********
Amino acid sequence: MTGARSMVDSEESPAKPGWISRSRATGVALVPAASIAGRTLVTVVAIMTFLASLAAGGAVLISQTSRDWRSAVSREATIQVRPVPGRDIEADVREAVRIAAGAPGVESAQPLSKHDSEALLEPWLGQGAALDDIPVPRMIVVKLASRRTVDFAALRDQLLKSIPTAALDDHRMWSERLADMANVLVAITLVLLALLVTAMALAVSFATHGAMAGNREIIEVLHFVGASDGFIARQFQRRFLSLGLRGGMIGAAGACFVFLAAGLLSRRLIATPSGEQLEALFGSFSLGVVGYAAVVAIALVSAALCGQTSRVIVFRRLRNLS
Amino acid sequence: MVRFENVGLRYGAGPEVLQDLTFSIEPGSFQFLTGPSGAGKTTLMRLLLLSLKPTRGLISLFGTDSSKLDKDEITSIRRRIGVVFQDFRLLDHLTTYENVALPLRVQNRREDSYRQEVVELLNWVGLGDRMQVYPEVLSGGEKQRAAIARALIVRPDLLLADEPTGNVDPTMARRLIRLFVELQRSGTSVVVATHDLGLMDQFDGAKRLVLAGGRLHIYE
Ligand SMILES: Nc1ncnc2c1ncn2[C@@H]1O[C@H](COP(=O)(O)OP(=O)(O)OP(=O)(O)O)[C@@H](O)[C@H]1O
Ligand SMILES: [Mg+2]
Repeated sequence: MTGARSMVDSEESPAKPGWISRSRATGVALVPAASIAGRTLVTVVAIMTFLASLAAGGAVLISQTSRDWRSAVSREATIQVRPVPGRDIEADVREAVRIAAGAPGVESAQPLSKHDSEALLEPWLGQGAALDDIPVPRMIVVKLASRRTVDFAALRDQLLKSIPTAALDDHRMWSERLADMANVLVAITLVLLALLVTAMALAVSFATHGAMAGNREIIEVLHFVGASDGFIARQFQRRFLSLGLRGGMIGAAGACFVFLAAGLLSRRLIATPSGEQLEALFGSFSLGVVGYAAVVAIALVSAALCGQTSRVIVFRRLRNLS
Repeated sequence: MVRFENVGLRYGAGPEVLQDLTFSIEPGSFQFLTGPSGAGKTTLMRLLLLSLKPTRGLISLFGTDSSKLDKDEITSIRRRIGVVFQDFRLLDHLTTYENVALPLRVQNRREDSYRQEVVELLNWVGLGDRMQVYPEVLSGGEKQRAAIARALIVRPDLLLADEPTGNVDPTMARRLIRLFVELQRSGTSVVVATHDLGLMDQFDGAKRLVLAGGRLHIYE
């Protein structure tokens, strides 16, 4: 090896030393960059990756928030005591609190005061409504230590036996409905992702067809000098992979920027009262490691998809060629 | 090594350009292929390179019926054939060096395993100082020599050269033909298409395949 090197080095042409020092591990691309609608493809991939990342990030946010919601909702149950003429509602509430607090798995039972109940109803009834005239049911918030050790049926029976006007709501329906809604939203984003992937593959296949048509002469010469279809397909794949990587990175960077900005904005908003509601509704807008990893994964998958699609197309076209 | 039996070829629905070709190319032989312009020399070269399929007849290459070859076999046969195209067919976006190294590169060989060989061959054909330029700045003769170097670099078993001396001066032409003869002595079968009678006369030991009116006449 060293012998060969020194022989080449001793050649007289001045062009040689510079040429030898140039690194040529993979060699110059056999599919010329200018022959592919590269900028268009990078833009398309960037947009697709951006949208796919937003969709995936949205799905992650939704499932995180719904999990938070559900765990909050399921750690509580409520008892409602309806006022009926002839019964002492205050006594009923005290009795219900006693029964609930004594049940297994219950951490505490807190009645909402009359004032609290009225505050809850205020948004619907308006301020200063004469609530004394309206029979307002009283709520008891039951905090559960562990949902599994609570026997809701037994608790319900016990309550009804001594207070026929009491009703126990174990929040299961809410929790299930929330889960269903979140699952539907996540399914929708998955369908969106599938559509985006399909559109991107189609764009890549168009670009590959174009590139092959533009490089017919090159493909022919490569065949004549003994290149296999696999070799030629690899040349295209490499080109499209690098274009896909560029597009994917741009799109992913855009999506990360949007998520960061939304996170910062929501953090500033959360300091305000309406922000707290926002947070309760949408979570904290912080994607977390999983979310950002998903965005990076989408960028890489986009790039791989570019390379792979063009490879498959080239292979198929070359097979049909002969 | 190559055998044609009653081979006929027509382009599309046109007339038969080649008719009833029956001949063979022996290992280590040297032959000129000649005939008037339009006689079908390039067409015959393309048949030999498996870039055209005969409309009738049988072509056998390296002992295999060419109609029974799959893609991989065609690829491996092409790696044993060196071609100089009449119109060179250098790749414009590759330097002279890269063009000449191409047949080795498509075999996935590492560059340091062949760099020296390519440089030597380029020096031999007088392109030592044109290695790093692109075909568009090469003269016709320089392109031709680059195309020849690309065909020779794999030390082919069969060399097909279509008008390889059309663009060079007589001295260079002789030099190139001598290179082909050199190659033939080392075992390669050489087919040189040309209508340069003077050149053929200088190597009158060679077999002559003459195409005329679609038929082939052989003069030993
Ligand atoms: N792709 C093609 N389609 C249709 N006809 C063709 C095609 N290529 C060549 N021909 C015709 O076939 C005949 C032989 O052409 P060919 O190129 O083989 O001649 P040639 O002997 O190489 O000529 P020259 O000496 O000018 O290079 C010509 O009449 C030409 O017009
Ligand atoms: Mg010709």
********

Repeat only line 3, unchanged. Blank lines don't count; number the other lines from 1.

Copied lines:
Ligand SMILES: Nc1ncnc2c1ncn2[C@@H]1O[C@H](COP(=O)(O)OP(=O)(O)OP(=O)(O)O)[C@@H](O)[C@H]1O